I have seen a few ways to do multithreading, and after reading a few posts on here I'm still unsure of what is the "correct" way to do multithreading. Specifically, I'm concerned with threads that will be monitoring inputs by constantly reading them and updating some output (like a brightness meter).
Way 1 is to have a thread and have a while (true) loop in there with a Thread.Sleep(1) and the polling code. I have noticed that if I don't put a Thread.Sleep(1) in there, the debugger stops responding and there's no way to get Visual Studio to attach to the debugger without erasing the current program. (My guess is that the main CLR thread doesn't get enough time to both interrupt VS while it's waiting for the CLR debugger and receive the attach message from VS. But if we put Thread.Sleep(1) in the polling thread, the main CLR thread would get a lot more time to run while the polling thread is sleeping and is able to interrupt VS and also receive the attach message (or debugging symbols).)
Way 2 is from http://forums.netdui...ring-whileloop/. One of the responses was as follows:
[color=rgb(164,164,164);font-family:helvetica, arial, sans-serif;]Posted [/color]21 February 2013 - 09:18 AMHi Ties,
The way that threads work in NETMF is that each thread gets up to ~10ms to execute before the thread scheduler pulls the execution to another thread. In order to make sure that interrupts are fired in sequence, NETMF queues and timestamps them...and then fires them off in order.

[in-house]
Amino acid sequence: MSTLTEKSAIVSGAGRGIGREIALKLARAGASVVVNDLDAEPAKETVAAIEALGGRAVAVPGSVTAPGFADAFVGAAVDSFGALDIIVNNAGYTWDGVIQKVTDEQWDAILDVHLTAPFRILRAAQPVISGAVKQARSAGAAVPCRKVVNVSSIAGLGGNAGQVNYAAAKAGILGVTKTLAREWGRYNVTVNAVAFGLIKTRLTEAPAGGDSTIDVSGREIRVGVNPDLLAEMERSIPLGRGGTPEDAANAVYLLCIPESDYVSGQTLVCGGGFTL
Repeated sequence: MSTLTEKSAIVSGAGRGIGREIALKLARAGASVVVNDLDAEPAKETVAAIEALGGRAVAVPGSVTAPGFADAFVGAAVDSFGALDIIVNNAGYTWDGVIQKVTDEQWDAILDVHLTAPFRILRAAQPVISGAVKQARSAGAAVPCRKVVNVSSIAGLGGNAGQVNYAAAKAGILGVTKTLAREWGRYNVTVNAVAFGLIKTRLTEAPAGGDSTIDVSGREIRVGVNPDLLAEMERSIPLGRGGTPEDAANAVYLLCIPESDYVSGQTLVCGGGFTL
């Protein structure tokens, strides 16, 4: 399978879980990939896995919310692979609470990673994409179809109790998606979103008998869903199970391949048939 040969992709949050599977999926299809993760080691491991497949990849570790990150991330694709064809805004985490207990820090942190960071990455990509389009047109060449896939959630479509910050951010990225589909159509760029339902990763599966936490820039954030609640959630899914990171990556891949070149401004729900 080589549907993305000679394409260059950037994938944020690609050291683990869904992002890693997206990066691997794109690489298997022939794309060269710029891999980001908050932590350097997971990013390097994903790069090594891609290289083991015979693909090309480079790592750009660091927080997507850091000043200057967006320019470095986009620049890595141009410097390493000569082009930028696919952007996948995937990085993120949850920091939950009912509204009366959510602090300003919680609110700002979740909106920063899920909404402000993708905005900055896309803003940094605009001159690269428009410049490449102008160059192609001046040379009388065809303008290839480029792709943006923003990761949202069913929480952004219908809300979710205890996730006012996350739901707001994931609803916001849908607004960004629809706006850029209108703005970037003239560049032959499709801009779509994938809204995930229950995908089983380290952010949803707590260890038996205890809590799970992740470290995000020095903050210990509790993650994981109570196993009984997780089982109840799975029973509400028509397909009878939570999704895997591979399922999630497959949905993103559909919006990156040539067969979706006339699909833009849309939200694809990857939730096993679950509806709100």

In multi-threaded and interrupt-driven apps, we generally avoid loops or any action that ties up the processor for long periods of time. But if you'd like to run long loops for threads, you'll probably want to create a thread and launch it there. With the newer versions of .NET MF, you can even use anonymous methods to launch code on another thread "in-line" in your code.
You can also create background threads for each of your tasks and then have them wait on an AutoResetEvent waithandle. Then when your interrupt gets fired, just Set the waithandle and your background thread will come to life. This also helps keep thread count down and prevent unintentional re-entry.
There are a massive number of powertools available in the C# language and NETMF, so there should be one that's great for the application at hand. We're happy to help guide the selection process.
My question is what does "background threads" mean in the context of this message? I cannot find the class BackgroundThread in NETMF, so was wondering if setting the priority of the thread to BelowNormal or Lowest makes it a background thread? Would a background thread also require a Thread.Sleep(1) in its while loop? (Side question: How do you create a thread "in-line", as mentioned in the quote above?)
Those are the two ways that I'm aware of. I'd love to hear more suggestions, and also thoughts about which threading methods are suited for what applications (polling an input, blinking an LED, etc.)